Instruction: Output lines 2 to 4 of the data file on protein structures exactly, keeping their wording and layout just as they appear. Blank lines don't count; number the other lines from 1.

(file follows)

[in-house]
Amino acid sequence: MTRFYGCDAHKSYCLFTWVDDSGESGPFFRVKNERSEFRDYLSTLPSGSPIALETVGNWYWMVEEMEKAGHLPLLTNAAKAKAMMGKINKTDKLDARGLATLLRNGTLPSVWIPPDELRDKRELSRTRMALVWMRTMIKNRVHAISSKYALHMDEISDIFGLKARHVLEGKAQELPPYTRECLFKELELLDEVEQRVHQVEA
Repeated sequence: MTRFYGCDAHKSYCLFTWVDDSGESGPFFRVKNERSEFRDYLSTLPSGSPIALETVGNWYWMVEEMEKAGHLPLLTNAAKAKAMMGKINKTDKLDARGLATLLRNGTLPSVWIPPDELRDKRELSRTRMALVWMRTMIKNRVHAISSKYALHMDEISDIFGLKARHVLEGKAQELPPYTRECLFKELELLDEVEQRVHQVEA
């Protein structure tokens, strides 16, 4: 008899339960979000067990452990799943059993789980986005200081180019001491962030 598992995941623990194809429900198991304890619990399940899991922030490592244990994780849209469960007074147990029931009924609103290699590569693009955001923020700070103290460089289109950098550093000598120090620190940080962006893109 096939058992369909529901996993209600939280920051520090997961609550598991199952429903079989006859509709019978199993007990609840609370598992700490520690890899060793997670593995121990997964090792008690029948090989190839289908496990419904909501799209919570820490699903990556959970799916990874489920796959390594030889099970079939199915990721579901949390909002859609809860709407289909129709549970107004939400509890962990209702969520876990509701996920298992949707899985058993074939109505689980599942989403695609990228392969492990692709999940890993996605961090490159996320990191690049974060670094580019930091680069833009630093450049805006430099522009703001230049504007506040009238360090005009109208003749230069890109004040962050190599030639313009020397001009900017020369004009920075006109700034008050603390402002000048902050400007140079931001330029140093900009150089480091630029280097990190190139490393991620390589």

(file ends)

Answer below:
Amino acid sequence: MTRFYGCDAHKSYCLFTWVDDSGESGPFFRVKNERSEFRDYLSTLPSGSPIALETVGNWYWMVEEMEKAGHLPLLTNAAKAKAMMGKINKTDKLDARGLATLLRNGTLPSVWIPPDELRDKRELSRTRMALVWMRTMIKNRVHAISSKYALHMDEISDIFGLKARHVLEGKAQELPPYTRECLFKELELLDEVEQRVHQVEA
Repeated sequence: MTRFYGCDAHKSYCLFTWVDDSGESGPFFRVKNERSEFRDYLSTLPSGSPIALETVGNWYWMVEEMEKAGHLPLLTNAAKAKAMMGKINKTDKLDARGLATLLRNGTLPSVWIPPDELRDKRELSRTRMALVWMRTMIKNRVHAISSKYALHMDEISDIFGLKARHVLEGKAQELPPYTRECLFKELELLDEVEQRVHQVEA
């Protein structure tokens, strides 16, 4: 008899339960979000067990452990799943059993789980986005200081180019001491962030 598992995941623990194809429900198991304890619990399940899991922030490592244990994780849209469960007074147990029931009924609103290699590569693009955001923020700070103290460089289109950098550093000598120090620190940080962006893109 096939058992369909529901996993209600939280920051520090997961609550598991199952429903079989006859509709019978199993007990609840609370598992700490520690890899060793997670593995121990997964090792008690029948090989190839289908496990419904909501799209919570820490699903990556959970799916990874489920796959390594030889099970079939199915990721579901949390909002859609809860709407289909129709549970107004939400509890962990209702969520876990509701996920298992949707899985058993074939109505689980599942989403695609990228392969492990692709999940890993996605961090490159996320990191690049974060670094580019930091680069833009630093450049805006430099522009703001230049504007506040009238360090005009109208003749230069890109004040962050190599030639313009020397001009900017020369004009920075006109700034008050603390402002000048902050400007140079931001330029140093900009150089480091630029280097990190190139490393991620390589």